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27 September 2008 A temporal contrast IR vision sensor
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This paper presents a 64 x 64 pixel temporal contrast vision sensor for the 8-15 μm thermal infrared spectral range. The device combines microbolometer detector technology with biology-inspired ('neuromorphic') focal-plane array (FPA) processing circuitry to implement an asynchronous, 'spiking' sensor array. The sensor's individual pixels operate autonomously and respond with low latency and high temporal resolution to changes in thermal IR radiation (temporal contrast) by generating asynchronous, digital pulses ('spike' events). These spikes trigger the transmission of data packets containing the active pixel's array address via an asynchronous data bus. The output data volume of such a self-timed, event-driven sensor depends essentially on the dynamic contents of the target scene. The consequence is a near complete suppression of image data redundancy as compared to traditional, frame-based vision sensors. We discuss the bolometer properties and the different processing steps applied during fabrication and present a brief review of the implemented sensor architecture. A DFT-based approach to the characterization of asynchronous, spiking sensor arrays is introduced. We use a mechanical shutter (chopper) to generate a controllable and reproducible transient stimulus and evaluate the pixel response in time and frequency domain. Measurement results of pixel sensitivity, bandwidth and noise are shown.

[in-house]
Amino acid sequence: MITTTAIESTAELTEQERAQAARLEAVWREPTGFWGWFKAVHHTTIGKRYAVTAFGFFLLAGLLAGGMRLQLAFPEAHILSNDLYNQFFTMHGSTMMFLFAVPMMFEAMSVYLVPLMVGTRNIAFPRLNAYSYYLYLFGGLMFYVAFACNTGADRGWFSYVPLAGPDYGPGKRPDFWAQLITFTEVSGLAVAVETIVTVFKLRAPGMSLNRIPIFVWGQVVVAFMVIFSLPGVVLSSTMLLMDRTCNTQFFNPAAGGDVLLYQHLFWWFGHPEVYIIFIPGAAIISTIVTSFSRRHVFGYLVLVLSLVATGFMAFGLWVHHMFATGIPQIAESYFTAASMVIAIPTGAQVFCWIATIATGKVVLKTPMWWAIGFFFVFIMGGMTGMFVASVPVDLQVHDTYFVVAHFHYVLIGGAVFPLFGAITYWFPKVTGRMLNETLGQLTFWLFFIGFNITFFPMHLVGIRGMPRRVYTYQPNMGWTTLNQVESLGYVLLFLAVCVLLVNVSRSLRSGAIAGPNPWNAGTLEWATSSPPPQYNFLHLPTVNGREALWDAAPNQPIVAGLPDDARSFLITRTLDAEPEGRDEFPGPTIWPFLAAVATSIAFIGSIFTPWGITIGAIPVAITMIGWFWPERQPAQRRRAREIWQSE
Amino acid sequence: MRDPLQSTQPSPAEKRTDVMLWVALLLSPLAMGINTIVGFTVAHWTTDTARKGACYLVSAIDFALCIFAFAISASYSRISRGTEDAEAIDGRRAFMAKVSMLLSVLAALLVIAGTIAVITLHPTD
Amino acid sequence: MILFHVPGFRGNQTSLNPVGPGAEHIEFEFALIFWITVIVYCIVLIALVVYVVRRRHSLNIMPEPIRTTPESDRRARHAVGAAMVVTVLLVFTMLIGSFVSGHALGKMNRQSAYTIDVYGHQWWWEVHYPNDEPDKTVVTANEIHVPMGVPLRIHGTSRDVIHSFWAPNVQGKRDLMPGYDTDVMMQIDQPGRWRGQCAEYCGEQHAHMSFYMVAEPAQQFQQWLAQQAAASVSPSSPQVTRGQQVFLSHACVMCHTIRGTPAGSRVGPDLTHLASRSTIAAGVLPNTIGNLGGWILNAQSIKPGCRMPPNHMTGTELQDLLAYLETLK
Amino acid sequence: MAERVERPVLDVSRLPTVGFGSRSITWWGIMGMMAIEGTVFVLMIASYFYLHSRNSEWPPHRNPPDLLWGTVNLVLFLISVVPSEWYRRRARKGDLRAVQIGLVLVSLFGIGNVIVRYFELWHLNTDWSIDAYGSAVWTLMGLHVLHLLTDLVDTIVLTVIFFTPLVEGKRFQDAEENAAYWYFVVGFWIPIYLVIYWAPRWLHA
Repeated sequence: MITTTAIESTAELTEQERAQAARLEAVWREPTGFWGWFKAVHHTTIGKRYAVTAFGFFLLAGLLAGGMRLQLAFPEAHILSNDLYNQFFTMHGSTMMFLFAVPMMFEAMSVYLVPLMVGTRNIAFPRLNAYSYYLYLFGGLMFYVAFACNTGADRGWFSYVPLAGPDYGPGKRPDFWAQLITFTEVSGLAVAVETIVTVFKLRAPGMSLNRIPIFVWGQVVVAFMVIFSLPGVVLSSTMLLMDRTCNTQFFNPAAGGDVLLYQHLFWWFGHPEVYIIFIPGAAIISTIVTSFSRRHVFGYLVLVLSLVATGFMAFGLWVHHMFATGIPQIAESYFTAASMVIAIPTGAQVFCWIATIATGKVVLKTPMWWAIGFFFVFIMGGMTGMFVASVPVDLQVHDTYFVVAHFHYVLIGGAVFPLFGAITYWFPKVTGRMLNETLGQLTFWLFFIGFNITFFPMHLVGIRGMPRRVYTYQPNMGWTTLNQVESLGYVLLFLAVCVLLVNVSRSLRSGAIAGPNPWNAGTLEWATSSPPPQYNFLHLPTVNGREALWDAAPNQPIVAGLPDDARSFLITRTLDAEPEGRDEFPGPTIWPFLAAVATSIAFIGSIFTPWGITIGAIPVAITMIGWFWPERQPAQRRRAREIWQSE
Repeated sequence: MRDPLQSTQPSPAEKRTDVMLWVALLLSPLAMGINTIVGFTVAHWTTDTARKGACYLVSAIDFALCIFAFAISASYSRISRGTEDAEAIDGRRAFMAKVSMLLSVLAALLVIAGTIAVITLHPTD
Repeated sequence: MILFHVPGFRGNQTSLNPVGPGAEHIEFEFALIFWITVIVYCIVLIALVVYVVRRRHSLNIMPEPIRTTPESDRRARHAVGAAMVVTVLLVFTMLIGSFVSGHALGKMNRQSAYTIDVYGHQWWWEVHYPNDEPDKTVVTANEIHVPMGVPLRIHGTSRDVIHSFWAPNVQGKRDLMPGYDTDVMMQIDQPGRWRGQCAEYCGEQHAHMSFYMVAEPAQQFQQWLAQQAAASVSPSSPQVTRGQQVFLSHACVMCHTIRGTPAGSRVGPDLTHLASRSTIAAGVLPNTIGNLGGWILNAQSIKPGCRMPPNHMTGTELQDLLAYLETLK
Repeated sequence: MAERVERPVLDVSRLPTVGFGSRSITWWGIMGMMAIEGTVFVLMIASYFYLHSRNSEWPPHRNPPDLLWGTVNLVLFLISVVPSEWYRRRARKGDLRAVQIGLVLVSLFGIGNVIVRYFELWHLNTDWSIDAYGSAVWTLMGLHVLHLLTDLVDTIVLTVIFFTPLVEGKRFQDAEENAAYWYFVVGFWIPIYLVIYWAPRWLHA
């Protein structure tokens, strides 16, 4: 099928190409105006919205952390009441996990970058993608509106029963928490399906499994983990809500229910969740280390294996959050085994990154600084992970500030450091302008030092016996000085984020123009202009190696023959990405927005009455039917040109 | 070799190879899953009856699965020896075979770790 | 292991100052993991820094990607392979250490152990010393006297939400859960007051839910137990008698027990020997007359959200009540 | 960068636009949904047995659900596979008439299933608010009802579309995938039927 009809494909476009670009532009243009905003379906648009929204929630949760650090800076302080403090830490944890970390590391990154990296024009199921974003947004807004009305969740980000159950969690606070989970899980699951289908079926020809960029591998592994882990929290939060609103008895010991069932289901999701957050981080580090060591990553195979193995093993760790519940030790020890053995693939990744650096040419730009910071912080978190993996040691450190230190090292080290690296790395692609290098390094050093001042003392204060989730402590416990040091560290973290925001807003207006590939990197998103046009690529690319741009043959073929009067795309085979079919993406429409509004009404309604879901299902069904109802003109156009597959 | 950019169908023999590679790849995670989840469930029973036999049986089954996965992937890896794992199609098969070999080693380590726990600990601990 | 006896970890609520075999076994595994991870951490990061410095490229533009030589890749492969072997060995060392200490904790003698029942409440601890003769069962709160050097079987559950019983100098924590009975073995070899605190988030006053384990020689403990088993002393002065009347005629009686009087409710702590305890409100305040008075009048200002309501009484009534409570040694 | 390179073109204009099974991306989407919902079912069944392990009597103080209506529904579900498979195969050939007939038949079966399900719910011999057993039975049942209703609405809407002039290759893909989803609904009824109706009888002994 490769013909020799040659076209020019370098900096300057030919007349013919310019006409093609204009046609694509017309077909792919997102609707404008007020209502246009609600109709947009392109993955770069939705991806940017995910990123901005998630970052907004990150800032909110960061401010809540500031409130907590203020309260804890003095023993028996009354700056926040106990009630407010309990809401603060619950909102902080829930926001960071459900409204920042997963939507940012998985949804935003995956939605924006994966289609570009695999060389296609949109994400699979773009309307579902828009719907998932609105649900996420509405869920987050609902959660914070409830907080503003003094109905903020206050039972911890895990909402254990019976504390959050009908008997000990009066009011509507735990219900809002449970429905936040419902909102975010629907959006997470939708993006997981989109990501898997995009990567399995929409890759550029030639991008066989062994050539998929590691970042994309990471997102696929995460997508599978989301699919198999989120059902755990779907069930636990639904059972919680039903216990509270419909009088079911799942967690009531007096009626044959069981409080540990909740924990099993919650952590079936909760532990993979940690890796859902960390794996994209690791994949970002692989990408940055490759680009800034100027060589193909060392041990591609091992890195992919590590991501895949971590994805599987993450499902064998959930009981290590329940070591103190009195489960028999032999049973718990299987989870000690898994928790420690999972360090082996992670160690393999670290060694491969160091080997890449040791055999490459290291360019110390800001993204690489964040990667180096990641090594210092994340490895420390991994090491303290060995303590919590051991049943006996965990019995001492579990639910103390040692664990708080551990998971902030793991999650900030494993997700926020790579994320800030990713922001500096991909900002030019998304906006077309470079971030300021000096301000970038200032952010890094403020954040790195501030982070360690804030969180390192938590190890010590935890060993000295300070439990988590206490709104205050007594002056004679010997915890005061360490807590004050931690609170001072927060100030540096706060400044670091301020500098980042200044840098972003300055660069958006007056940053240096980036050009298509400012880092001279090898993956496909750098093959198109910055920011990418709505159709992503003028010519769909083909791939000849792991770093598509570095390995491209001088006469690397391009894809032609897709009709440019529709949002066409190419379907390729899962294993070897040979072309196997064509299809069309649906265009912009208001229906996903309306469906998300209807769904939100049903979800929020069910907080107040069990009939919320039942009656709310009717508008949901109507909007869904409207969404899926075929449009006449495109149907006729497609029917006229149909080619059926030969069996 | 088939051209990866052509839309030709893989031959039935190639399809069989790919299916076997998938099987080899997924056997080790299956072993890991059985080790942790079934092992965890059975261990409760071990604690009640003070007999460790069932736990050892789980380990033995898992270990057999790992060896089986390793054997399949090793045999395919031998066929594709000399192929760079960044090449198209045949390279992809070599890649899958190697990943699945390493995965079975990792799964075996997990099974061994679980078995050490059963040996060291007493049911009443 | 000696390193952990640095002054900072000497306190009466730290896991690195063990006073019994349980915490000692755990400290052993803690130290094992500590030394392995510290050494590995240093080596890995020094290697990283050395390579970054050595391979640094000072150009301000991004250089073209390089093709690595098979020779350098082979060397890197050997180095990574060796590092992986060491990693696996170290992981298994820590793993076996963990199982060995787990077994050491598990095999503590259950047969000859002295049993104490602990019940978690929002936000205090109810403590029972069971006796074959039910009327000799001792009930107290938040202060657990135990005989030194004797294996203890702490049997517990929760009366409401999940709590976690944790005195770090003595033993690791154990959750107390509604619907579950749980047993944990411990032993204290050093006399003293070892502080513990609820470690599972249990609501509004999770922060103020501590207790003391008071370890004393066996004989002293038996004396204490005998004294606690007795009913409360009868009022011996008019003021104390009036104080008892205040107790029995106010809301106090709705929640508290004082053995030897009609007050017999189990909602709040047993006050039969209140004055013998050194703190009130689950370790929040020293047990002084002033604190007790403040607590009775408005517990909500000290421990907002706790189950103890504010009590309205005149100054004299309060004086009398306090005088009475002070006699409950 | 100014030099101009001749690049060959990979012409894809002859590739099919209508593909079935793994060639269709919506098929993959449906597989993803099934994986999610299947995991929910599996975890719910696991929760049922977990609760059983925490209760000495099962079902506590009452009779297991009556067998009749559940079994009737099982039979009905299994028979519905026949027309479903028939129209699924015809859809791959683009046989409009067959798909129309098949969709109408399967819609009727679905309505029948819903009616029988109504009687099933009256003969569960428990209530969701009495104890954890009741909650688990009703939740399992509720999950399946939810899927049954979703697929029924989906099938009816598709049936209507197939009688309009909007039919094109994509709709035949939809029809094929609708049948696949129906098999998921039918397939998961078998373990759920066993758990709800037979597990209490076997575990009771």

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Christoph Posch, Rainer Wohlgenannt, Daniel Matolin, and Thomas Maier "A temporal contrast IR vision sensor", Proc. SPIE 7100, Optical Design and Engineering III, 71002A (27 September 2008);

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